As a pediatric speech-language pathologist I see parents become frustrated with their child’s slow progress with language development. There is one secret reason why this could be happening. I’m here to reveal the one powerful reason, what to look for, and how to address it so progress can be made.
YOUR CHILD’S LANGUAGE DEVELOPMENT
As a pediatric speech-language pathologist I’m constantly working with families to educate them on the sensory system. It plays a major role in language development. I’m in early intervention which means I work with kids’ birth-five. This is the most critical time for them as far as development.
Children’s brains are like sponges during this early period. From the time they are born they are learning their world around them. They are learning how, when, and why to communicate with others around them. They learn very quickly that when they do something they receive something in return.
Remember when your little baby started crying and then you figured out which cries meant different things like hungry, tired, or wet? That is one of their very first communication skills in language development. It actually still blows my mind just how amazing our brains are! I know! I’m such a nerd! But it’s really simply amazing.
WHAT’S TYPICAL LANGUAGE DEVELOPMENT
All babies develop language skills, but some may develop them sooner than other babies. There is a range of what’s considered typical development when it comes to speech and language development. Babies can learn different skills at different times. However, they should all follow a pattern to get to the same place.
To learn about typical language development, see my latest post right HERE. You will find typical language development skills along with red flags for communication delays. I’ll guide you on exactly what to do if you notice these red flags.
HERE ARE SOME BASIC MILESTONES FOR TYPICAL LANGUAGE DEVELOPMENT
Expressive languages skills are listed from ages 1-3 below.
- They are using more words than gestures to communicate
- Using a variety of age appropriate sounds in words /p,n,m,t,d,k,g,w,h/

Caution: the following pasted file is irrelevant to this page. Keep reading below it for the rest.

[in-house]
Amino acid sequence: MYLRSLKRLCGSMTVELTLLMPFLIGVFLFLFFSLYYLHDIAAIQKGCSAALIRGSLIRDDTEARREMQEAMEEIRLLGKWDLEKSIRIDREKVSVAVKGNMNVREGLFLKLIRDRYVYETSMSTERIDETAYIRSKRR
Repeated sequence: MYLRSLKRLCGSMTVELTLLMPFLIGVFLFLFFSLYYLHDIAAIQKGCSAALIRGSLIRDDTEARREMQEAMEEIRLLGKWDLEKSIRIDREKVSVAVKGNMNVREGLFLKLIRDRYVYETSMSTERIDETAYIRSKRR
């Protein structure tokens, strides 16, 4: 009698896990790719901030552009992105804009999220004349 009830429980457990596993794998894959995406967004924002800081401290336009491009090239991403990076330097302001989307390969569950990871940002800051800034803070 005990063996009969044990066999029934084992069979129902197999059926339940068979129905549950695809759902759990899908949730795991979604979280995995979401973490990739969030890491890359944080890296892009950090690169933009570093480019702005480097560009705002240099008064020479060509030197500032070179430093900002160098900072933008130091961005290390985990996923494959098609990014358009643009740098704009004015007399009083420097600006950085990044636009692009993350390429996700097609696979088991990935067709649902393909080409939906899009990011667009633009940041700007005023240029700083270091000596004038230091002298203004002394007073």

- By age two they are starting to put two word phrases together ex: “more milk” “no mommy” “mommy bath”. Also starting to put three words and more together around 2.5 years old
- Have a variety of nouns (milk, ball, bubble, bird, etc) , verbs (run, drink, go, eat), prepositions (on,in,off) and pronouns (I, my, mine, me) in their vocabulary
- Able to use words for functions like labeling, commenting, answering simple questions, asking simple questions “what’s that”, “who’s that” “where ball”
- Familiar people like family and close friends can understand your child when they talk. Unfamiliar people still may not be able to understand some of what they are saying.
Receptive languages skills are listed from ages 1-3 below.
- Points to simple pictures in books
- Can listen and enjoy simple books, songs, nursery rhymes
- Follows simple 1 step directions “roll ball”, “give me”, “come here”
- Responds to simple questions such as “where’s ball” (child will likely point to ball or go get it. they will most likely not answer with a word yet if closer to age 1)
- Understands new words daily
- Can answer simple questions with a simple word
- Follows two step directions “get the ball and give to me”
- Understands opposites like go/stop, fast/slow, in/out, on/off
WHAT’S THE ONE REASON YOUR CHILD IS MAKING SLOW PROGRESS WITH LANGUAGE DEVELOPMENT
Have a child that has a hard time staying seated or attending to the play task?
Do you have a child that seems really “rough” and has even gotten in trouble at school for pushing other kids but you really don’t think they were being “mean”?
Does your child have a difficult time staying focused to sing along to favorite they actually say more words or can focus for longer?
When putting puzzle pieces in a puzzle, does your child often make more sounds or use more words when movement is included?
If so, you are on track to uncovering the one reason that is impacting your child’s language development.
SENSORY SYSTEM AND IT’S IMPACT ON LANGUAGE DEVELOPMENT
The one reason that could be contributing to slow progress with your child’s language development is the sensory system. Here I meet with my friend and pediatric occupational therapist, Lindsay Kale from Happy Hearts Therapy. We discuss the sensory system in detail in this blog post. Lindsay specializes in sensory processing and is an amazing resource.
We love to chat all things sensory system and language development together. Today, I’m breaking down how it impacts language and what to do to help your child with their language development. Here is a little from our interview.
Q. What is the sensory system?
A. The sensory system is composed of 8 different sensory systems. It allows our body and brain to send and receive messages to/from each other. For example, when a child is constantly rough housing or wanting to crash into pillows that is their body’s way of saying it needs something more to be able to focus on the task at hand.